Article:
Synecdoche, New York
October 24, 2008
On the Big Board
|The movie actually makes more sense when seen than in just written description. Those that love this might like It's All About Love (I didn't.)
Okay, first off – it’s pronounced sin-neck-duh-key. It refers to a fairly specific part of speech you don’t really care about, and is a metaphor for events within the film, but for you to get it, you’d probably have to look up the definition first. Moving on.
The film, written and directed by Charlie Kaufman, stars Philip Seymour Hoffman as an eccentric and troubled theater director, given a government grant and the instructions to do something big with it. As his ambitious, avant-garde project grows, he loses control over it, while losing touch with the outside world.
So, you know, it's probably not a cheery film. But it moved Roger Ebert to a rambling, epiphany-laced review full of vague descriptions of what life is like, so it’s got that going for it.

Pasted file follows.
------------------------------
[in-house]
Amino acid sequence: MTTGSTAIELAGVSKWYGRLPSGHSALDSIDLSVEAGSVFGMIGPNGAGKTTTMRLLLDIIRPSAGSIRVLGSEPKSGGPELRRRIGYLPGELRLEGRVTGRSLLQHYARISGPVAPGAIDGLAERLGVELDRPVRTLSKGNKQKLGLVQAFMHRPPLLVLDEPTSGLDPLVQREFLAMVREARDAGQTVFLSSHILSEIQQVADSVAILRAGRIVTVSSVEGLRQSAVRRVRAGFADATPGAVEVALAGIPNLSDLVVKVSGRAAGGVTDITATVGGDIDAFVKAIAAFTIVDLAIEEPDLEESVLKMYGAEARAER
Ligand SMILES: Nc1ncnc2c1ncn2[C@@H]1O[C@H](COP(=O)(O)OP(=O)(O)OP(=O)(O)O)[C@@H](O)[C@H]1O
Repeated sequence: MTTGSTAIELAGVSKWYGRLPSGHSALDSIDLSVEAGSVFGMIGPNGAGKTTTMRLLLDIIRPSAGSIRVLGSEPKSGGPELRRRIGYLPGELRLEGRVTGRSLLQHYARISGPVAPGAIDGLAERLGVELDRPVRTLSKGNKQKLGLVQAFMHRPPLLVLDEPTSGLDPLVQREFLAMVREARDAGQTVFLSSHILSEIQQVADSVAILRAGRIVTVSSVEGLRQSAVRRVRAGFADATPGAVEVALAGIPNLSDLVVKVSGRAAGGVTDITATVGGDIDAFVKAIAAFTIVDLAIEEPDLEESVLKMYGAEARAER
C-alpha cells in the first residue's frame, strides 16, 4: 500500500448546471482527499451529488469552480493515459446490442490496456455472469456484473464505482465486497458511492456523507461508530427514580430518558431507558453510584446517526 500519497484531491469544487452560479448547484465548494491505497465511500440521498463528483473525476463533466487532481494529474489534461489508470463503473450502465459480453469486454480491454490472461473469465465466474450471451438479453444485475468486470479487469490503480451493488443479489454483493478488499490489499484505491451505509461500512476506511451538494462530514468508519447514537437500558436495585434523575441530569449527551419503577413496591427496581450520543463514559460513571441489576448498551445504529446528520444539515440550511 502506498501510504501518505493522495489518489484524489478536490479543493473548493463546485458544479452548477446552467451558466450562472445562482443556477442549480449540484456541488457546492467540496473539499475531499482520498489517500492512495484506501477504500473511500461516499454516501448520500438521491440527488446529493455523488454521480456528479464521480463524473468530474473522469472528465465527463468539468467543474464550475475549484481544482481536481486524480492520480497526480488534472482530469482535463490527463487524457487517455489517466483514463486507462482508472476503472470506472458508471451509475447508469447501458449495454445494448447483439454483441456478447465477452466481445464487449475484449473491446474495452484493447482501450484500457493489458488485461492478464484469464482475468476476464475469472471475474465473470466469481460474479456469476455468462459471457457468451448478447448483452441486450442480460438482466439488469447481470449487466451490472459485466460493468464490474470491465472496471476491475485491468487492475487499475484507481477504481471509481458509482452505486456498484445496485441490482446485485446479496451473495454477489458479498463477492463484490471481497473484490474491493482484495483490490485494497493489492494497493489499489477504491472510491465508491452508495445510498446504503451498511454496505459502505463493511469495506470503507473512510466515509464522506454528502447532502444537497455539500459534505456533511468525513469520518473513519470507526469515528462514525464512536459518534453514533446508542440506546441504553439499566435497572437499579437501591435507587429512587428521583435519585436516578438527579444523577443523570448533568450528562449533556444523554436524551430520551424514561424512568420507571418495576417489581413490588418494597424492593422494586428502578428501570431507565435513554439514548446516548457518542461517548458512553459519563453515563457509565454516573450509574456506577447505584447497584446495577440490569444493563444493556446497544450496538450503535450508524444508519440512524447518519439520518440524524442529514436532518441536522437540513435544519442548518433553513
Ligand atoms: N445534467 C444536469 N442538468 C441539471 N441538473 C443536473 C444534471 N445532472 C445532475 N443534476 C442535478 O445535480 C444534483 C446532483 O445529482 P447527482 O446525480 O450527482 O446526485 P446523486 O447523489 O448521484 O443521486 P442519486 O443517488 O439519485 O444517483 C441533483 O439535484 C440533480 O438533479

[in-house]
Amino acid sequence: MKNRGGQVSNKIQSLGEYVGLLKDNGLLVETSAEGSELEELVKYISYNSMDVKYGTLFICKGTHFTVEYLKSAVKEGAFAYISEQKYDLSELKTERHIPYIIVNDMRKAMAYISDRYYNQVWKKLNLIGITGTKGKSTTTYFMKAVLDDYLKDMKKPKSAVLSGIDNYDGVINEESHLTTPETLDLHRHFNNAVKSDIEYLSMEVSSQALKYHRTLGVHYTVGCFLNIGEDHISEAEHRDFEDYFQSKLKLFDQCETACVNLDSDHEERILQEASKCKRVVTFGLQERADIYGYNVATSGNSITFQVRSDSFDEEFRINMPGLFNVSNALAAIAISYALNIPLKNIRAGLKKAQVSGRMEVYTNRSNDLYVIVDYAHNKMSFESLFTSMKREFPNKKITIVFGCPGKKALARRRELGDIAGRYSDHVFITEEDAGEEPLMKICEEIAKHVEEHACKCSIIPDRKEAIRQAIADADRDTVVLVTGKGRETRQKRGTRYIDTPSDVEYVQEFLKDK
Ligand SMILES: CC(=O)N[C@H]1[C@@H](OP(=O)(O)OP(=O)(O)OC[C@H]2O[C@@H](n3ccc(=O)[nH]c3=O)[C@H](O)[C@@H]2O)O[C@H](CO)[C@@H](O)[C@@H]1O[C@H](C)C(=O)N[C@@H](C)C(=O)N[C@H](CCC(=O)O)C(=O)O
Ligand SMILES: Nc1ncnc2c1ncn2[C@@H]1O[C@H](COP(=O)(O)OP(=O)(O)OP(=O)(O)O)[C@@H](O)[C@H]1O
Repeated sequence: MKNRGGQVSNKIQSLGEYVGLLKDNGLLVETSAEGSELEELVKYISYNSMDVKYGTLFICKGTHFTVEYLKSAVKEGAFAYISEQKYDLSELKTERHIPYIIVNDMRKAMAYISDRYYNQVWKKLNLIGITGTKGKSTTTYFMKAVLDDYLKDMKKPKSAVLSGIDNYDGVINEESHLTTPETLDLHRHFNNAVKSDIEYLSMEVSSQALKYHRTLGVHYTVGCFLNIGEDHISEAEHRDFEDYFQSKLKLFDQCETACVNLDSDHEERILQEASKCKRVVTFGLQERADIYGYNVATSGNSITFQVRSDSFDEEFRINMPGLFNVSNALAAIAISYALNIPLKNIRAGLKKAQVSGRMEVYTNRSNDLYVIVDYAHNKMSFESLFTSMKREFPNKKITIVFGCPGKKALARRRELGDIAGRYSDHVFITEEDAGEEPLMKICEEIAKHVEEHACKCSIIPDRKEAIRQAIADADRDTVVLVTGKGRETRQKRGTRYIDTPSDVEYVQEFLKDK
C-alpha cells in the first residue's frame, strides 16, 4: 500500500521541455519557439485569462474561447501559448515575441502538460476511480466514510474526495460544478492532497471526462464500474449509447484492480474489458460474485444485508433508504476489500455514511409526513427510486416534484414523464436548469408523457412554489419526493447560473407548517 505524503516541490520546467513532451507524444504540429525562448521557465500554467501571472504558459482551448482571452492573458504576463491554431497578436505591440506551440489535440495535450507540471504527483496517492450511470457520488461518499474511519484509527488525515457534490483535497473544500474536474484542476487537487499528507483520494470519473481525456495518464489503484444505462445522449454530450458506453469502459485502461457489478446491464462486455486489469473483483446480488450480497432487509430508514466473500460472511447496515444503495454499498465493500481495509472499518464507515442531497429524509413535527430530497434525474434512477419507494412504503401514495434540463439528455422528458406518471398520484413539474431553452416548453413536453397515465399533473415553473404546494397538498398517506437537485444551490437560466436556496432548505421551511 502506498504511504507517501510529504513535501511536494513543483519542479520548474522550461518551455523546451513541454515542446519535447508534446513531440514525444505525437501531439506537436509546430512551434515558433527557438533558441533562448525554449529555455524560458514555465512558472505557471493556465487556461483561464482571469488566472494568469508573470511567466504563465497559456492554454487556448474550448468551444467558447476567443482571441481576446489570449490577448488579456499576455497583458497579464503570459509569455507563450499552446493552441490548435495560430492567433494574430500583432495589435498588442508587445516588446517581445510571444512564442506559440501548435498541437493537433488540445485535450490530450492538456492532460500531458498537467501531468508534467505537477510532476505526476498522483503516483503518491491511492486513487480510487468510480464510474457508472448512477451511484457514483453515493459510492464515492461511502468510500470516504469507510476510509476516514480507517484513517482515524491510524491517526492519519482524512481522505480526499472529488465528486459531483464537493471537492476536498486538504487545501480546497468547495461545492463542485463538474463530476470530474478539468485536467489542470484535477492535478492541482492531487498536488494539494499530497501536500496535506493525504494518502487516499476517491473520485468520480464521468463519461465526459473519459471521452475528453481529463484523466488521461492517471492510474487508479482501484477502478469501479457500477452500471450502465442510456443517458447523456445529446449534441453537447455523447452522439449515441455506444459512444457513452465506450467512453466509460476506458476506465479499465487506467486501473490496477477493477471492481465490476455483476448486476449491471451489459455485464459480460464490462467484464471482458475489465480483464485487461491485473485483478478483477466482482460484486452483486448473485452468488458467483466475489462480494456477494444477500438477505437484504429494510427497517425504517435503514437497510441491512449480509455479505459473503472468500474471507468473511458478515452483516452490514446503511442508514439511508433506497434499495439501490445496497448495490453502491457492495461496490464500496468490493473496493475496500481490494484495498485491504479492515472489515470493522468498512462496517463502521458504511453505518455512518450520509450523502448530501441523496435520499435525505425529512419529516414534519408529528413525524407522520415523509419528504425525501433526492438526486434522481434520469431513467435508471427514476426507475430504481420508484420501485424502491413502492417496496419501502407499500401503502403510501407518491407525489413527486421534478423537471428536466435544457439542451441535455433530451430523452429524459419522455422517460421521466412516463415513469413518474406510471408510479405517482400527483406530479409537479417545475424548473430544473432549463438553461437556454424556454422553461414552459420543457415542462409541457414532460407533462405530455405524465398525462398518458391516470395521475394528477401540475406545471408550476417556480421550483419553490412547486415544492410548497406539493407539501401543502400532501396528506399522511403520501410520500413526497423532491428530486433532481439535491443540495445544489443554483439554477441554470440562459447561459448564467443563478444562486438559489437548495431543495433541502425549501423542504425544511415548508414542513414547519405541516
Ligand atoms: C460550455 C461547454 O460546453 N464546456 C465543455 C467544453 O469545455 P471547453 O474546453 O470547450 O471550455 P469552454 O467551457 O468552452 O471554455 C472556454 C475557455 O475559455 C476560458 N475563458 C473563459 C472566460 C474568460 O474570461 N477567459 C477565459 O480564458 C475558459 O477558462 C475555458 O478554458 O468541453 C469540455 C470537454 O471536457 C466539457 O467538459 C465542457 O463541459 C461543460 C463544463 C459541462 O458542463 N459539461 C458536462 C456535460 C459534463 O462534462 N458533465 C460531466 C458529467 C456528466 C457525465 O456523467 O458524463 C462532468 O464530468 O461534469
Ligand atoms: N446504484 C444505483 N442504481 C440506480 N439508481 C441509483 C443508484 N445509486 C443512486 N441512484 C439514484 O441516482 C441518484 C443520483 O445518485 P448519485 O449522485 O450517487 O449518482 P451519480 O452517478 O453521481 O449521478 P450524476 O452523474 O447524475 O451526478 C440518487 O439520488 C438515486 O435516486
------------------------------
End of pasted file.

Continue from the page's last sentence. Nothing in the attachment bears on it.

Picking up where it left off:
This is the first film directed by Kaufman, who’s been away from the big screen since 2004’s unforgettable (bad pun intended) Eternal Sunshine of the Spotless Mind. He has only ever directed for the stage before; Spike Jonze was originally scheduled to take the helm of Synecdoche, but backed out to go play with the Wild Things for a few years. Eternal Sunshine capped off a three-film hot streak for Kaufman, following Confessions of a Dangerous Mind and the metatextual Adaptation. For all the praise rightfully thrown on Kaufman, it’s important to point out that this is only his sixth script for the screen; hopefully, he’s still getting better.
Hoffman has been a workhorse since...well, forever. This year, he’s drawing attention not just for Synecdoche, but also for his supporting role in Doubt. Last year saw three releases from Hoffman, as did 2005. 2002 saw four. He fit in six in 1998. There’s eventually going to be a "Best Performance by Philip Seymour Hoffman" Oscar.
Joining the hardest working Capote in Hollywood (take that, Toby Jones) are Samantha Morton, Hope Davis, Tom Noonan, Emily Watson, Jennifer Jason Leigh, Michelle Williams, and his recent co-star, Catherine Keener. (Sean Collier/BOP)